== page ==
What is acupuncture?

Acupuncture is based on an ancient Chinese medical practice that involved the discovery of stimulating certain points on the body resulted in relief from pain and improvements in body functions. These points were treated by simple pressure, or heat, or with needles, and today also by laser and electrical stimulation.

How does it work?

Certain areas of the body frequently become sensitive from injury or illness, and the Chinese were the first to map these points and associate them with those conditions. Moreover, they found they could treat these conditions by stimulating these tender points along with points lying a distance away along the same channel. Channels are related to the fascial paths and connect all regions from head to toe and from external to internal. The ancients viewed the point as a communication port connecting the exterior to interior to be used to influence the flow of blood and Qi. Qi has many definitions and includes “air”, “nutrients from food”, “organ’s products” and everything in addition to blood that needs to circulate to sustain life. The nervous system responds to the treatment and huge strides have been made in recent years to the understanding of the complicated reflexes involved in the periphery and centrally in the brain. The balance between Yin and Yang is a perfect analogy of the balance required between the parasympathetic and sympathetic nervous system for good health. The details are extensive and not possible to put in few words.

How old is acupuncture?

Acupuncture is an ancient Chinese form of medicine whose records date back to BC, but is difficult to be certain of its true beginning. Acupuncture spread to other parts of Asia and eventually Europe. Like herbal and plant medicine, it has continued to evolve, develop in many different forms, be refined, and studied with the benefits of modern technology to understand more of the physiology.

Does Acupuncture work as well as other medicines?

Acupuncture can be used in some instances in place of conventional medicines or along side them with some exceptions. It is best used in cases where conventional treatment is less effective or has undesirable side effects. Some types of pain are not relieved by modern medicine without risking unhealthy side effects and acupuncture can relieve these pains more effectively. The risks from acupuncture are extremely low in comparison when practiced by medically competent acupuncturists. However, like any other form of medicine acupuncture is not able to cure every condition.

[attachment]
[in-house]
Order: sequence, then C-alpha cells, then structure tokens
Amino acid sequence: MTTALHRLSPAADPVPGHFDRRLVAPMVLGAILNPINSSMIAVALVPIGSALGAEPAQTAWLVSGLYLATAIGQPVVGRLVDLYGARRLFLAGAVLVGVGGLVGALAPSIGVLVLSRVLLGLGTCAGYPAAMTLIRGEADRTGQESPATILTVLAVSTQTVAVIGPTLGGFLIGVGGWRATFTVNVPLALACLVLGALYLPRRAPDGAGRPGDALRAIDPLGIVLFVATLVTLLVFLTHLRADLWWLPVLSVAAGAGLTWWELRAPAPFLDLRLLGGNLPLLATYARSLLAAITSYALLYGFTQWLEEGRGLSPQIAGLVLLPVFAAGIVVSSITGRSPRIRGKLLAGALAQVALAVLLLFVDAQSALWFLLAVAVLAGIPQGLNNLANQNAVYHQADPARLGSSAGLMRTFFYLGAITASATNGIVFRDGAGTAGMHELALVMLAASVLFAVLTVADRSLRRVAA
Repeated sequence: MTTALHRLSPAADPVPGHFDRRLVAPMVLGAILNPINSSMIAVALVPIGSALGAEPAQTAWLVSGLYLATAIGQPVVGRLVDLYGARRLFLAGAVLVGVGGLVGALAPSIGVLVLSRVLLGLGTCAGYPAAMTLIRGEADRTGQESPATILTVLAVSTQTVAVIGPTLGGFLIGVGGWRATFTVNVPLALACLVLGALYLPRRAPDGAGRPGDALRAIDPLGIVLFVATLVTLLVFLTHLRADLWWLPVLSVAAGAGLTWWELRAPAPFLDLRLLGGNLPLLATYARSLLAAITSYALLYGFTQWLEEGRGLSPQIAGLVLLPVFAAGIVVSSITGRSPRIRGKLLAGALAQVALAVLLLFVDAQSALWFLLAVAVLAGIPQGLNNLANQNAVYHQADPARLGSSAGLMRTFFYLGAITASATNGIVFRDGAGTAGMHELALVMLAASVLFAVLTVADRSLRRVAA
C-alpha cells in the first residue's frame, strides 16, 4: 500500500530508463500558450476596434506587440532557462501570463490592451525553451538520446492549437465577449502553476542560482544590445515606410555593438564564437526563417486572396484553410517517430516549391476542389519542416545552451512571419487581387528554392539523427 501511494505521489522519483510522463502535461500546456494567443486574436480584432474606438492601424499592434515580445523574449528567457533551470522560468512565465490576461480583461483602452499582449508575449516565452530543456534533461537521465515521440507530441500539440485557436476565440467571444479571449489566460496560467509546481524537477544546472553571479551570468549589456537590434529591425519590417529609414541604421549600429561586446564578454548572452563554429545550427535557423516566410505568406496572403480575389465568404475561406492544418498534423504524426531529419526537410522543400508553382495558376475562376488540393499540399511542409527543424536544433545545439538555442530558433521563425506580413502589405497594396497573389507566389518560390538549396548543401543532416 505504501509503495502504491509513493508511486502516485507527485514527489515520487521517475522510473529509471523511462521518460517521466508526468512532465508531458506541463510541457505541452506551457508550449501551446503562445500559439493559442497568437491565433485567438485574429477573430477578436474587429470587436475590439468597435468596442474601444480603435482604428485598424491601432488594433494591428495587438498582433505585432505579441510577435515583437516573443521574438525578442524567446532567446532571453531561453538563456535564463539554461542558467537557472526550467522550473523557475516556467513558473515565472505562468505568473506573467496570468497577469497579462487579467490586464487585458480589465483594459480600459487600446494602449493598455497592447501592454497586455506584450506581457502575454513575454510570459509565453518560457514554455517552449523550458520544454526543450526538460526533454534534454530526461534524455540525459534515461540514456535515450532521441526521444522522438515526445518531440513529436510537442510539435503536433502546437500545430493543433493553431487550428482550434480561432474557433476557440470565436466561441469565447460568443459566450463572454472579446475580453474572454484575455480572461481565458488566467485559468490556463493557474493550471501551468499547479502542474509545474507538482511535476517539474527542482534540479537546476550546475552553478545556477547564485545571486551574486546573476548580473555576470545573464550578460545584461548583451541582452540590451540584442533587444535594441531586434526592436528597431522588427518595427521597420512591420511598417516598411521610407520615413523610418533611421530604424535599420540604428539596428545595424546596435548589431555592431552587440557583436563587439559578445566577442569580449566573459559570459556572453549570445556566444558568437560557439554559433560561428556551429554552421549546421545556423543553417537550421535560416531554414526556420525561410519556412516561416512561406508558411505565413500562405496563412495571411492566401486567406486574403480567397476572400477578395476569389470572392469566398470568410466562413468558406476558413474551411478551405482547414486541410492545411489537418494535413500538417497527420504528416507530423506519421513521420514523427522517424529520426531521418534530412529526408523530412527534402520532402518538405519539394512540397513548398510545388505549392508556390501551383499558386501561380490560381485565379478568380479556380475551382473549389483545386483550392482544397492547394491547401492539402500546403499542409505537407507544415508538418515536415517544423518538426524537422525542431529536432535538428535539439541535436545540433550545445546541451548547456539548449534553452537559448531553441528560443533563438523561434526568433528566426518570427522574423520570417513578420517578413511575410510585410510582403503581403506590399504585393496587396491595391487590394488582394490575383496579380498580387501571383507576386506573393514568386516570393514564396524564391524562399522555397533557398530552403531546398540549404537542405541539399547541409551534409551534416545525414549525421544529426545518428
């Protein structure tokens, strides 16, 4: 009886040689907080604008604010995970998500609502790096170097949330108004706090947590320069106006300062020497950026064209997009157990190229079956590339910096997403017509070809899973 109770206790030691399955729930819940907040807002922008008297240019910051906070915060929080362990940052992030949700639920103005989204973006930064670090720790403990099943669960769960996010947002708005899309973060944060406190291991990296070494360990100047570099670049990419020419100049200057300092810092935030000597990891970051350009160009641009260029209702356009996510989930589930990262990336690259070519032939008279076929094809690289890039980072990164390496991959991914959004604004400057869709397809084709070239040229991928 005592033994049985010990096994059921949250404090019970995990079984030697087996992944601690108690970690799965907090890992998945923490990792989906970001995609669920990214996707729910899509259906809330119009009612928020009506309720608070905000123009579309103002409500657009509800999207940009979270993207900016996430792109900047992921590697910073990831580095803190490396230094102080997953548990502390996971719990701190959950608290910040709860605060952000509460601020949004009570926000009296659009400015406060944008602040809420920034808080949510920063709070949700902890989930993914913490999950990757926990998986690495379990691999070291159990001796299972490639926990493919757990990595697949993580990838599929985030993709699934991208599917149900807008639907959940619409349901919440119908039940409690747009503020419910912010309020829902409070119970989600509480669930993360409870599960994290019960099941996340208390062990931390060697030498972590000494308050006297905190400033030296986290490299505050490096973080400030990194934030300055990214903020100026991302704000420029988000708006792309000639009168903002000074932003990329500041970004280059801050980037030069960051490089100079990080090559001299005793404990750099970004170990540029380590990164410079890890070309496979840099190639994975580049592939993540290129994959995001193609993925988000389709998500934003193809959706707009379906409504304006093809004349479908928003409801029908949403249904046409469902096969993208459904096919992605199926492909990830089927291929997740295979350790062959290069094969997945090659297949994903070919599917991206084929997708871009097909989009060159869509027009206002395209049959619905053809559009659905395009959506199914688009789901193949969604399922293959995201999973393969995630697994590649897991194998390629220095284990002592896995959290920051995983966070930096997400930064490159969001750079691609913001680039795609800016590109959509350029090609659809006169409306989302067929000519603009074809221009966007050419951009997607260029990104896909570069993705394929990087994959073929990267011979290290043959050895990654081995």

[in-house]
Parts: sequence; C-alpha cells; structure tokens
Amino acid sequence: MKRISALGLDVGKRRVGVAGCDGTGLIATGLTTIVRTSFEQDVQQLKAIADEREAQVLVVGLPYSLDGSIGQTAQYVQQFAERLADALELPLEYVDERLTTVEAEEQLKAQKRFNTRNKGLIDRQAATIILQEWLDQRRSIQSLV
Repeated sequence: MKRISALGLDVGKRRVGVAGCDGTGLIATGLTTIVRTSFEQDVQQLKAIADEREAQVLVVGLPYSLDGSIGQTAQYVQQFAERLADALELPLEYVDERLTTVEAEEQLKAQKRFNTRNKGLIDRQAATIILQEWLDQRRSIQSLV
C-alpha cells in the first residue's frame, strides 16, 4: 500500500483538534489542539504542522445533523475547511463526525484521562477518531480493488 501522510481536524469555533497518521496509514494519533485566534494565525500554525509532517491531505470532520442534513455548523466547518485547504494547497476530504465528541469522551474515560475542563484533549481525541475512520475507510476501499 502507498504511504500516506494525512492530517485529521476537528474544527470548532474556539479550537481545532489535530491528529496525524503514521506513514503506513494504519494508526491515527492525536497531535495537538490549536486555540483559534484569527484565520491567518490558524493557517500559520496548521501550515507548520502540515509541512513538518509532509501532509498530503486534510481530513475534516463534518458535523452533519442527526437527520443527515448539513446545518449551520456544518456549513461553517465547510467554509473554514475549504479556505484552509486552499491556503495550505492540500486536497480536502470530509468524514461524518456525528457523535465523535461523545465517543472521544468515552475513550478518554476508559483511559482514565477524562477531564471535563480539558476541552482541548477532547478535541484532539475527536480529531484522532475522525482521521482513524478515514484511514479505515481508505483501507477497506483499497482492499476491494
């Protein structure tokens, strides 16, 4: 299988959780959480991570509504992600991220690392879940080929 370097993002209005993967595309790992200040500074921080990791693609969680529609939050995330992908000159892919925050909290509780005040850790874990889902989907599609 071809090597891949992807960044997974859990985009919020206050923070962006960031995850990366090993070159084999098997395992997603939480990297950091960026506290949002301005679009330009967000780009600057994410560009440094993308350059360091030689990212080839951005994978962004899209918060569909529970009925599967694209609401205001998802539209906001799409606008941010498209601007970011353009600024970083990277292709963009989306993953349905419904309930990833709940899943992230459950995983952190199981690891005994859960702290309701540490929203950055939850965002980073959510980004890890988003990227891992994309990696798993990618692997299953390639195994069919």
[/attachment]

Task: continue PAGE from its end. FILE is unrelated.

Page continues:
What conditions can be treated with acupuncture?

Chronic pain – from any cause. Muscle (more correctly Myofascial) pain is common in competition animals as they get older and responds very well to acupuncture as is pain from internal organs referred to the body exterior.

Internal organ functional diseases, such as:

  • Respiratory- e.g. chronic cough, infection
  • Digestive – e.g. recurrent colic, Irritable Bowel Disease, diarrhoea
  • Genito-urinary – e.g. chronic infections, incontinence, infertility
  • Nervous system- e.g. emotional disturbance, excess stress response, weakness, paralysis, nerve injury, spinal disk disease, sciatica).

Does it hurt?

Acupuncture needles are very thin and generally do not inflict pain on the points being treated. Some feel more pain than others, while others do not feel the needle being inserted at all. Areas that are already painful may be more sensitive to the insertion of a needle but there are acupuncture techniques to minimize any discomfort. Laser and heat (moxa) treatment is an option for the severe needle sensitive individual.

What is the difference between using a needle and a laser?

The use of needles in acupuncture is more common than the use of a laser, and is a deeper and stronger stimulation. Needles can reach the deep acupuncture points more effectively than a laser that can be used on superficial points on the face, ear and lower limbs. A combination of the two treatments is often used to optimise the treatment. Laser and acupressure is more gentle for very young, very elderly, and over stressed. I use a combination of acu-therapies and manual therapy (TuiNa or TTouch massage, and motioning or stretching). I also teach clients to do a certain amount of support work with stretches or massage and recommend complimentary physical therapists in certain cases.

How many sessions are needed?

The number of sessions required depends on the condition and the level of response in the animal. A strong responder shows big improvements within days of the 1st treatment; an average responder takes 2-3 treatments and a weak responder 5-8, and some just do not respond. A recent problem may only need 1-3 sessions. Chronic problems often need 2-5 weekly treatments before progressively increasing the gap between treatments. Then it is a matter of occasional top up acupuncture based on the patient’s signs; this may be 1-3 months apart. Some competition animals are treated 3-5 days prior to competing as an aid for better performance, and a few days after competing if there is any concern over the impact of strenuous work and transport.

What is the cost of treatment?

Small animals brought in for treatment are charged at £20-25 for the initial consult, and £55 for the treatment; follow-up treatments are £55. Home visits are made and charged according to distance and start at £20.

How do I arrange a treatment?

My acupuncture service is by referral. I can be contacted by email with an enquiry to start. You would then have to ask your vet for permission to have your animal treated by acupuncture by me so that I can contact your vet for the relevant history. It is important that I know what has been investigated, the outcome of diagnostic tests, and current medications used as I rely on this to guide the most suitable acupuncture treatment.